I sit on the orange plastic chairs in A & E, still dressed up and feeling stupid. The pain has almost gone and I'm calm. I look at my face in my compact — eyeliner all smudged, lipstick gone, cheeks drained of colour. I think I look OK.

Do you think there's a chance we could get there for the second half? I ask the boy's father.

He looks at me strangely.

No, he says.

The consultant asks what happened and, when we tell him, he says nothing, but concern flicks across his face.

OK, let's have a look, he says.

He shines his light in and tells me my eardrum is perforated.

Not both ears? I say, confused, because I seemed to feel the blow in both.

He checks.

No, the other one's fine. When you receive a trauma in one ear, you can sometimes feel it in both. There's a little blood. No treatment required, but it will take about three months to heal completely and you must get it checked. And it's absolutely vital that you don't let it get wet during that time. No swimming. What about washing my hair? I say, more worried about that.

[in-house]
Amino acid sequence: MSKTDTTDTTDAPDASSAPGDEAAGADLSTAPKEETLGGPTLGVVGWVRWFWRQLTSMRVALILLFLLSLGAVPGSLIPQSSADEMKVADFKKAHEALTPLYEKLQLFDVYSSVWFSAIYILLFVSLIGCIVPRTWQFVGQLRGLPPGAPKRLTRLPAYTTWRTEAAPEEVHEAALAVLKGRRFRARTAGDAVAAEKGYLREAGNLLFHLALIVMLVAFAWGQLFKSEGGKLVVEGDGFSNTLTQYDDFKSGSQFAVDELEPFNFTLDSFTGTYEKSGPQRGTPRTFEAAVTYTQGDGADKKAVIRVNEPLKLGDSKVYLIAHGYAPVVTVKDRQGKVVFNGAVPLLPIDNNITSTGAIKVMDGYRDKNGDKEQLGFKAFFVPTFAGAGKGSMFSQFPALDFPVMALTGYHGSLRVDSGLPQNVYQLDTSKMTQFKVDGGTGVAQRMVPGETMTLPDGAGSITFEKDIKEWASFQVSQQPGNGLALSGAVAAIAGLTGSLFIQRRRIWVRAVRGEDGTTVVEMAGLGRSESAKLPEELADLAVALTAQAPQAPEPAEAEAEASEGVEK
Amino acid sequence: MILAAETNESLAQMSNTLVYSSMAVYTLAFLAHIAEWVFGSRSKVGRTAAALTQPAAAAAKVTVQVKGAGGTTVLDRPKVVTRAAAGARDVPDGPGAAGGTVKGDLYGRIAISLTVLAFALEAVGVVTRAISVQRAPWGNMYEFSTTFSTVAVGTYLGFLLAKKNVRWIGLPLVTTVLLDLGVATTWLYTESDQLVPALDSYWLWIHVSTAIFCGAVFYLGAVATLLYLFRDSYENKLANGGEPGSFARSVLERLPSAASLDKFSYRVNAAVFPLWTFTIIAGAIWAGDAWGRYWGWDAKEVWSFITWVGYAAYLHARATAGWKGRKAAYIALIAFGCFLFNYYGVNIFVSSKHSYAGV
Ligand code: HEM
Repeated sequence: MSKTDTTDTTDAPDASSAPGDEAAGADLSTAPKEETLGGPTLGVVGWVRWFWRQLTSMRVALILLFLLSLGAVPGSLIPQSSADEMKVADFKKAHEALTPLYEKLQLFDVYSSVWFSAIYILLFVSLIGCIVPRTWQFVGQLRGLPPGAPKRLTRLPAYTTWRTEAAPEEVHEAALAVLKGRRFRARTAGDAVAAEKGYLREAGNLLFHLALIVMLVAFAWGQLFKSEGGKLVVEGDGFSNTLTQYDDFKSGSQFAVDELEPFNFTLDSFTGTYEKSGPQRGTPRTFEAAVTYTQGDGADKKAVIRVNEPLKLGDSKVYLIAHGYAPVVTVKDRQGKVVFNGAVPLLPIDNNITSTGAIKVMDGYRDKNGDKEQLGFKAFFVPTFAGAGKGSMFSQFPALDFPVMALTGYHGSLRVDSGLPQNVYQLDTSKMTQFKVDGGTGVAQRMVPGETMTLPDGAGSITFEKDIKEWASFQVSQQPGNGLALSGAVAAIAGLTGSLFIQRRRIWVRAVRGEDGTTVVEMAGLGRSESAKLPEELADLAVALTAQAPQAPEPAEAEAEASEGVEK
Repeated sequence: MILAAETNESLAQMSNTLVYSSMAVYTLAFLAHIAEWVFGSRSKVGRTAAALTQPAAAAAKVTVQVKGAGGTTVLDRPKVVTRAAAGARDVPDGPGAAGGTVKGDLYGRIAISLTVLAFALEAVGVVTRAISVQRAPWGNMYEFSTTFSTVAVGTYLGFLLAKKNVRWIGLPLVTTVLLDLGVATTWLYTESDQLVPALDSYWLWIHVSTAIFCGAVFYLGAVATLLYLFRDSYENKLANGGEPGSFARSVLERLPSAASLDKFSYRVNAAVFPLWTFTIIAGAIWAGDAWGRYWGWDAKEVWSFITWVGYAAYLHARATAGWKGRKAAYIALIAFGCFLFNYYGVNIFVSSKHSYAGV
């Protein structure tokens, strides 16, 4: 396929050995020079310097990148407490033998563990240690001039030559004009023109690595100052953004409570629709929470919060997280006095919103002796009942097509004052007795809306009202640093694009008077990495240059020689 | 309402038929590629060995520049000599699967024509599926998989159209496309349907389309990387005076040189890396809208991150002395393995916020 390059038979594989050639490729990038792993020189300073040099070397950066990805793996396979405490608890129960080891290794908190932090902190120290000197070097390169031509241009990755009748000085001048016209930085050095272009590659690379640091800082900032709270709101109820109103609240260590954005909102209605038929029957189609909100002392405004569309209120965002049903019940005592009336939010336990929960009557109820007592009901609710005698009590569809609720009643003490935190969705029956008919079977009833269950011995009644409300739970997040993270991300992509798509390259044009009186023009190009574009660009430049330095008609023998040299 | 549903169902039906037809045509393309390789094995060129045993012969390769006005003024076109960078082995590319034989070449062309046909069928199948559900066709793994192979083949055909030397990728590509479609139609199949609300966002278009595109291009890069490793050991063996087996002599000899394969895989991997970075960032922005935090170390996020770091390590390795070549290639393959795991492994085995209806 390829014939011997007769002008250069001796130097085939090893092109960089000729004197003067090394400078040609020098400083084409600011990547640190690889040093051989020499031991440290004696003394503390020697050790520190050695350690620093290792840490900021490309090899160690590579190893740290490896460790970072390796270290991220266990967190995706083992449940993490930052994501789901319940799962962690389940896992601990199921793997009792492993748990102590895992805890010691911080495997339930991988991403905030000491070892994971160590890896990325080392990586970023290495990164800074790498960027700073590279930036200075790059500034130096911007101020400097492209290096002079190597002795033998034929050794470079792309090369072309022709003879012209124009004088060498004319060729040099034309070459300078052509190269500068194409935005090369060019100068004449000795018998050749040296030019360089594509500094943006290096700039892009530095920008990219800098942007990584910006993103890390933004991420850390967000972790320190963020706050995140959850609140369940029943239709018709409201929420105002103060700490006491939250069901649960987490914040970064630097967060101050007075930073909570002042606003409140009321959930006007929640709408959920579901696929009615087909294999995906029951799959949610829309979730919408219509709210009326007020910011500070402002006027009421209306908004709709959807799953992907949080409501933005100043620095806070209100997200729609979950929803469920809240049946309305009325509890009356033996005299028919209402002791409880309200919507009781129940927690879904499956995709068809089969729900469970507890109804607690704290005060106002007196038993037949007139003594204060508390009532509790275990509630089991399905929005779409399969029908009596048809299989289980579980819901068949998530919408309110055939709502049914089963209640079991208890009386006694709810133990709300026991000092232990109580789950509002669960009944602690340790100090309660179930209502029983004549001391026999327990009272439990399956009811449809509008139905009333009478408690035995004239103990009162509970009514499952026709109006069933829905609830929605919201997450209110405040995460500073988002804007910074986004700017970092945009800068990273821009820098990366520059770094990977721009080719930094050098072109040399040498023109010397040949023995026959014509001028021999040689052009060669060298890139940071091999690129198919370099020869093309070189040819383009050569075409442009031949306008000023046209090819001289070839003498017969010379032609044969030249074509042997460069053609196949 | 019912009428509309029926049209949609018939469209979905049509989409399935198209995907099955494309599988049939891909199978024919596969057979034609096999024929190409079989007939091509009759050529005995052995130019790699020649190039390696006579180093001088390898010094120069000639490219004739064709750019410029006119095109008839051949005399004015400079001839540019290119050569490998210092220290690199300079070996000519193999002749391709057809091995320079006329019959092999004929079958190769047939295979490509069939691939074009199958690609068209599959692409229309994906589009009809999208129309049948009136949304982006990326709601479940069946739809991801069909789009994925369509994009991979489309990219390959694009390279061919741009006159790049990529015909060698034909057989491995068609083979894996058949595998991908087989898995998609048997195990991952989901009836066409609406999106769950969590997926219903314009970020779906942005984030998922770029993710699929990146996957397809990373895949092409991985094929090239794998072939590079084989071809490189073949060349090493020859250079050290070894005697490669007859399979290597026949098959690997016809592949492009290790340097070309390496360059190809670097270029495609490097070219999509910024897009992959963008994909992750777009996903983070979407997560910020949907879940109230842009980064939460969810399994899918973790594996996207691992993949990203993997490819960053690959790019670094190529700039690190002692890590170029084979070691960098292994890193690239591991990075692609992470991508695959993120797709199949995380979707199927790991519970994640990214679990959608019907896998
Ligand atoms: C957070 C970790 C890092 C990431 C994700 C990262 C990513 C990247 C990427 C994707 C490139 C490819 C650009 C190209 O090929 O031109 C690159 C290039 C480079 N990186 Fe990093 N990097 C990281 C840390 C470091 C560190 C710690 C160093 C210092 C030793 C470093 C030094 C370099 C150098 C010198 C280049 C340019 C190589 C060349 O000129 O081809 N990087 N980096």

Put a cotton-wool plug in it — cotton wool and Vaseline — and be very careful. If you get water in it, you could get an infection and it won't heal.

We thank him.

Watching us as we get up to go, he hesitates.

You do know that this is assault? he says. You do know that? It's quite serious. You've been assaulted. Even though it was your son — what I mean is, you need to think about that.

We say something like yes, OK, we do. Something apologetic. I feel exactly as I did that early morning at home when the police came round. And we say goodbye.

It isn't until we get back out into the main waiting area, among the drunks and the people complaining and frowning and drinking water out of white plastic cups, that my whole body starts to shake.

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